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Jim Dixon DTStudy: Cutty Wren (43) Lyr Add THE CUTTY WREN (from Tenby, Pembrokeshire 24 May 20


From an article titled "Manners and Customs of the People of Tenby in the Eighteenth Century" by L. P. Barnaschone, in The Cambrian Journal, Volume 4, London: Longmans & Co., et al., 1857.

Another mode of levying contributions was by means of the "cutty[1] wren."

Having procured a wren, and placed it in a small ornamented box, or paper house, with a square of glass at either end, two or four men would carry it about, elevated on four poles fixed to the corners, singing the while a long ditty. The words, though rough and unpolished, will serve to describe three great divisions of the human family—the fault-finding inquisitives, the know-nothings, and the know-alls. Annexed are the verses, which were sung to the following tune:—

THE CUTTY WREN

1. O where are you going? says Milder to Melder,[2]
O where are you going? says the younger to the elder;
O I cannot tell says Festel to Fose;
We're going to the woods said John the Red Nose,
We're going to the woods said John the Red Nose.

2. O what will you do there? says Milder to Melder,
O what will you do there? says the younger to the elder;
O I do not know, says Festel to Fose;
To shoot the Cutty Wren, said John the Red Nose,
To shoot the Cutty Wren, said John the Red Nose.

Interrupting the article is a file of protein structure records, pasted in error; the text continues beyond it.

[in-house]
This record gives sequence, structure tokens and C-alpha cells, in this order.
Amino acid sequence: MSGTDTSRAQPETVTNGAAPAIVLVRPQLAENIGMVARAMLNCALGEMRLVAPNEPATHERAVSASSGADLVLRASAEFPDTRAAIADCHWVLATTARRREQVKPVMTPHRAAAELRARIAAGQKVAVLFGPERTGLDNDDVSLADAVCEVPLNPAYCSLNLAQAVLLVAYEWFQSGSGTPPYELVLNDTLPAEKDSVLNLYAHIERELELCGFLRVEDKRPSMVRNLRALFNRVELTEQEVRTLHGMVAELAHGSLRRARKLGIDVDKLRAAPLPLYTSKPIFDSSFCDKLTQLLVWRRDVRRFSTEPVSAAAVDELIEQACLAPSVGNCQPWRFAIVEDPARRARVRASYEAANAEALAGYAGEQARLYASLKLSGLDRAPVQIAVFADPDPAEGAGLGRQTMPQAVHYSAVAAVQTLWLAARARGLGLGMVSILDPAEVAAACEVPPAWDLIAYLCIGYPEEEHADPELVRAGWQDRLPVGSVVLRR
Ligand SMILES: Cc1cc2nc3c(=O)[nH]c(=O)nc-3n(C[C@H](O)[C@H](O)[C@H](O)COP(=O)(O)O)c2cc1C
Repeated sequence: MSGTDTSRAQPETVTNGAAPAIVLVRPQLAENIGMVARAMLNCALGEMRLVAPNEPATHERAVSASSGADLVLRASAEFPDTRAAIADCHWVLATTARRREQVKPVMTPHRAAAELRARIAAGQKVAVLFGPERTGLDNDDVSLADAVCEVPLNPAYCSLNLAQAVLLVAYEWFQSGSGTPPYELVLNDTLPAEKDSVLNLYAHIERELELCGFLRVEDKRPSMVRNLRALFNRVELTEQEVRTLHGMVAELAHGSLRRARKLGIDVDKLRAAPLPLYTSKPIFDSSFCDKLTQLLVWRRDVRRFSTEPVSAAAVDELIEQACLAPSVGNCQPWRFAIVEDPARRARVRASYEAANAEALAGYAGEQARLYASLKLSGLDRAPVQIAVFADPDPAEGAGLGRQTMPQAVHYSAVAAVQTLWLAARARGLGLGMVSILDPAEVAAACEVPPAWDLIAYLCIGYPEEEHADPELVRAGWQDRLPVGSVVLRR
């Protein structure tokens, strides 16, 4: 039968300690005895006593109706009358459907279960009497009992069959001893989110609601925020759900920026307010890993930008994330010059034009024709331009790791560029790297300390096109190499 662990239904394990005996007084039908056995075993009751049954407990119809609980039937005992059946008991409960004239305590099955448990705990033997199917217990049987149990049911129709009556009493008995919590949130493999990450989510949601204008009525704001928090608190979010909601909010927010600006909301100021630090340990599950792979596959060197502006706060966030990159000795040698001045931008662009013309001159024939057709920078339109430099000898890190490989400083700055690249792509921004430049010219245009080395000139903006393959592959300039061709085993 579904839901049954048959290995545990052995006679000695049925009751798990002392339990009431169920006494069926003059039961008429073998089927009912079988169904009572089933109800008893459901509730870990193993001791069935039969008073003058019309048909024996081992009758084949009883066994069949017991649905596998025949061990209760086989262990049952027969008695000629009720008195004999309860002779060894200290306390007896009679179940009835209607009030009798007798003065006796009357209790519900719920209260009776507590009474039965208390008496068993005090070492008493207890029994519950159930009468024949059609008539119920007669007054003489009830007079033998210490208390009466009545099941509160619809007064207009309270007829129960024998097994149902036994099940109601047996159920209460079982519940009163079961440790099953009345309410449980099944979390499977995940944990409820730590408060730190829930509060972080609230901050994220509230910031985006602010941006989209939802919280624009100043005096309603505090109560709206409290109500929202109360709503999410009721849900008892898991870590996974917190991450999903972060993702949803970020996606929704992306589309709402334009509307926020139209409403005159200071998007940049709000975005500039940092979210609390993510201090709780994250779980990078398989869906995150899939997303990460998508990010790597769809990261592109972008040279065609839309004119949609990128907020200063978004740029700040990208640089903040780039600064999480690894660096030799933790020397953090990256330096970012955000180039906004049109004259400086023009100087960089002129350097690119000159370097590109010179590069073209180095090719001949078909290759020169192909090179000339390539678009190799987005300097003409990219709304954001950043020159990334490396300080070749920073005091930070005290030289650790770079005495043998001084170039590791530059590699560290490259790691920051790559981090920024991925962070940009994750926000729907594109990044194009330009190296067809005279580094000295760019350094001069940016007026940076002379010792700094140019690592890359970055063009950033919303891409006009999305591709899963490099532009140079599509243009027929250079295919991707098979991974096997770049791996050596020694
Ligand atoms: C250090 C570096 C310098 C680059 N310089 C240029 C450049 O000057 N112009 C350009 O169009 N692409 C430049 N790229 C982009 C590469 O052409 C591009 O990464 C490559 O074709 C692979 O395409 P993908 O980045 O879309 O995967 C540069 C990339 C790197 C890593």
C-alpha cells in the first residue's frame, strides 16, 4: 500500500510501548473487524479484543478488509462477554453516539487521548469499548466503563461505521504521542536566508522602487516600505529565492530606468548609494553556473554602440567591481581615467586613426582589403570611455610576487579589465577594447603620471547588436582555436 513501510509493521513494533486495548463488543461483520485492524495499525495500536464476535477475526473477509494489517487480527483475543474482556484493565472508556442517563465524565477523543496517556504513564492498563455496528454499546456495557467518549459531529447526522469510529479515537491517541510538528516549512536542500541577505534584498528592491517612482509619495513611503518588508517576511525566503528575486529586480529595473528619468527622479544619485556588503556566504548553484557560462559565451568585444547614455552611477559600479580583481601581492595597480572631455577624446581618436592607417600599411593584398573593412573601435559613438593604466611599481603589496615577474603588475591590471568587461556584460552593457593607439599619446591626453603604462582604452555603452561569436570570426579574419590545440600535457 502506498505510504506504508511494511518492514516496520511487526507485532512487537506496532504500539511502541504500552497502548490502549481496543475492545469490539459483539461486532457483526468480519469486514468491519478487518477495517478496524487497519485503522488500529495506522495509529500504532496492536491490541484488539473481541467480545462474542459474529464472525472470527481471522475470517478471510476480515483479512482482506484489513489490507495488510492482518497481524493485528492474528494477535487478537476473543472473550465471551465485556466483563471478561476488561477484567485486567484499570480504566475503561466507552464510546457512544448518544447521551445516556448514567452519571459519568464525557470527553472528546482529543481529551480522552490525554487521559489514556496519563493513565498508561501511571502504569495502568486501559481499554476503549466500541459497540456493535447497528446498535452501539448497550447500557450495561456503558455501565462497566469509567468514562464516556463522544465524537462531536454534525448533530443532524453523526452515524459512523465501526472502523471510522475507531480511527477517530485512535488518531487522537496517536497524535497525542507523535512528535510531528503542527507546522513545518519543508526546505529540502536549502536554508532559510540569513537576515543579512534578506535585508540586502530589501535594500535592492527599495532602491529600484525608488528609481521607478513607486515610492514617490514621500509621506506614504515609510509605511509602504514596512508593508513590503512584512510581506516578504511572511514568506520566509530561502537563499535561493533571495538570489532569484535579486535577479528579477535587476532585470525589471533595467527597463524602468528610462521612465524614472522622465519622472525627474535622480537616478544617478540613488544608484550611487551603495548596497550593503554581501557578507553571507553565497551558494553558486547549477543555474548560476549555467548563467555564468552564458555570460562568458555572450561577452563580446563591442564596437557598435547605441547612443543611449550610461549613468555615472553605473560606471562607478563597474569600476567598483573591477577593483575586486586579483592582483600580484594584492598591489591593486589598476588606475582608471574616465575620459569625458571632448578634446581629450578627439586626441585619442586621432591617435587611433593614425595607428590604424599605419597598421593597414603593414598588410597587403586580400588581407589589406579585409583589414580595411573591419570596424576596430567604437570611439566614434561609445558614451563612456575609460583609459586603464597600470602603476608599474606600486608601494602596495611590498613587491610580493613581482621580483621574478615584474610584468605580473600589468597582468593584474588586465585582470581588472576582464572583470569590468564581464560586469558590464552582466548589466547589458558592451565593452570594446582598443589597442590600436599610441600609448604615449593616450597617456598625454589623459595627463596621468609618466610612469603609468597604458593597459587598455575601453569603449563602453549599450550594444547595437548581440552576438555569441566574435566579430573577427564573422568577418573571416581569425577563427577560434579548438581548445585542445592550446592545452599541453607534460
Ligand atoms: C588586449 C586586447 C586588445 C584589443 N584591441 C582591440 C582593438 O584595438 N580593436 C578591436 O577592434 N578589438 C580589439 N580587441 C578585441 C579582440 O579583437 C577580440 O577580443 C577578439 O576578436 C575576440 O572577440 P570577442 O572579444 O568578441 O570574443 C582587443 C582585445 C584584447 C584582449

[SIMILARLY;]

3. O what will you shoot her with? ...
O I cannot tell, ...
With bows and with arrows, ...

4. O that will not do, ...
O what will do then? ...
With great guns and cannons, ...

5. O what will you bring her home in? ...
O I cannot tell, ...
On four strong men's shoulders, ...

6. O that will not do, ...
O what will do then? ...
On big carts and waggons, ...

7. What will you cut her up with? ...
O I do not know, ...
With knives and with forks, ...

8. O that will not do, ...
O what will do then? ...
With hatchets and cleavers, ...

9. What will you boil her in? ...
O I cannot tell, ...
In pots and in kettles, ...

10. O that will not do, ...
O what will do then? ...
In brass pans and cauldrons, ...

The four men would then enter the doorway, groaning under the weight of their burden, and looking as if they had just relieved Atlas of his shoulder-piece.[3]

[References]

1. Cutty, diminutive; and in Somerset, a wren.—See Wright's Provincial Dictionary.

2. Sometimes pronounced " Molder."

3. The superstitions connected with the wren are very singular, and certainly very curious. Pliny (book x. c. 95) has preserved an ancient popular tradition that there was a perpetual feud between the wren and the eagle, and that the cause was a dispute as to which had the superior right to the title of king of the birds; and, in most European languages, the wren is popularly known by a name signifying king. It had also the general reputation of being a vain-glorious bird. A story, which was current in this island as far back as the twelfth century, represents the wren sitting upon the sprig of a tree, and boasting that he was so strong and powerful that if the sky should fall he had no apprehension; but, at that moment, the actual fall of a small leaf threw him into a paroxysm of terror. The common custom of wren hunting has no doubt some connection with these fables; but it must also, from the circumstance of its being restricted to the period of the Christmas festivities, have been connected with other popular superstitions now forgotten. The hunting of the wren, in most parts, takes place on St. Stephen's-day. It is, or was, practised in the South of France, as well as in Ireland, and in different parts of England.—T[homas]. W[right].


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